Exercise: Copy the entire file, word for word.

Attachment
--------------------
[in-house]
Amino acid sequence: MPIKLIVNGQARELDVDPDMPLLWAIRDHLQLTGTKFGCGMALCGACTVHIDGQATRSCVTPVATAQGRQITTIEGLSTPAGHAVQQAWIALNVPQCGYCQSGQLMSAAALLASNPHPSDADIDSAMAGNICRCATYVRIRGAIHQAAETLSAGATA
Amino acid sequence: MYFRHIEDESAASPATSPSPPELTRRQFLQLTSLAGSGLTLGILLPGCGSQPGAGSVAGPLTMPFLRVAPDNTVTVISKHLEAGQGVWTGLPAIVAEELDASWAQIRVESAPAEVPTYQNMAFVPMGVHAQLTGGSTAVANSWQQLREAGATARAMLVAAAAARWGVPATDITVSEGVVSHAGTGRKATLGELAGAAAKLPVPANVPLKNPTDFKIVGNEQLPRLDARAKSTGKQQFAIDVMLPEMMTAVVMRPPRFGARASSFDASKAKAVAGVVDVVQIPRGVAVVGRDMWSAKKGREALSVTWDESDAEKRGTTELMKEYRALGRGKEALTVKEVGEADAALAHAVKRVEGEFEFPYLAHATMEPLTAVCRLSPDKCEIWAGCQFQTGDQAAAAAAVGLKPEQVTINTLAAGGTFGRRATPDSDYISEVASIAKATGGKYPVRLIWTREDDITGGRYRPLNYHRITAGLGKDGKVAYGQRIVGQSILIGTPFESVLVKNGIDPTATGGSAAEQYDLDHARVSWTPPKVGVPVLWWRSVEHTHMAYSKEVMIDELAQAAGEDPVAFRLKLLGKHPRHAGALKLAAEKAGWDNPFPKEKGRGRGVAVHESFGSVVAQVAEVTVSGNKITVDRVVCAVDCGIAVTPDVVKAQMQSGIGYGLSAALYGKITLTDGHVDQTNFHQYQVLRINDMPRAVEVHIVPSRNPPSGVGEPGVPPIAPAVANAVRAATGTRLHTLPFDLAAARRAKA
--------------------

[in-house]
Amino acid sequence: MPIKLIVNGQARELDVDPDMPLLWAIRDHLQLTGTKFGCGMALCGACTVHIDGQATRSCVTPVATAQGRQITTIEGLSTPAGHAVQQAWIALNVPQCGYCQSGQLMSAAALLASNPHPSDADIDSAMAGNICRCATYVRIRGAIHQAAETLSAGATA
Amino acid sequence: MYFRHIEDESAASPATSPSPPELTRRQFLQLTSLAGSGLTLGILLPGCGSQPGAGSVAGPLTMPFLRVAPDNTVTVISKHLEAGQGVWTGLPAIVAEELDASWAQIRVESAPAEVPTYQNMAFVPMGVHAQLTGGSTAVANSWQQLREAGATARAMLVAAAAARWGVPATDITVSEGVVSHAGTGRKATLGELAGAAAKLPVPANVPLKNPTDFKIVGNEQLPRLDARAKSTGKQQFAIDVMLPEMMTAVVMRPPRFGARASSFDASKAKAVAGVVDVVQIPRGVAVVGRDMWSAKKGREALSVTWDESDAEKRGTTELMKEYRALGRGKEALTVKEVGEADAALAHAVKRVEGEFEFPYLAHATMEPLTAVCRLSPDKCEIWAGCQFQTGDQAAAAAAVGLKPEQVTINTLAAGGTFGRRATPDSDYISEVASIAKATGGKYPVRLIWTREDDITGGRYRPLNYHRITAGLGKDGKVAYGQRIVGQSILIGTPFESVLVKNGIDPTATGGSAAEQYDLDHARVSWTPPKVGVPVLWWRSVEHTHMAYSKEVMIDELAQAAGEDPVAFRLKLLGKHPRHAGALKLAAEKAGWDNPFPKEKGRGRGVAVHESFGSVVAQVAEVTVSGNKITVDRVVCAVDCGIAVTPDVVKAQMQSGIGYGLSAALYGKITLTDGHVDQTNFHQYQVLRINDMPRAVEVHIVPSRNPPSGVGEPGVPPIAPAVANAVRAATGTRLHTLPFDLAAARRAKA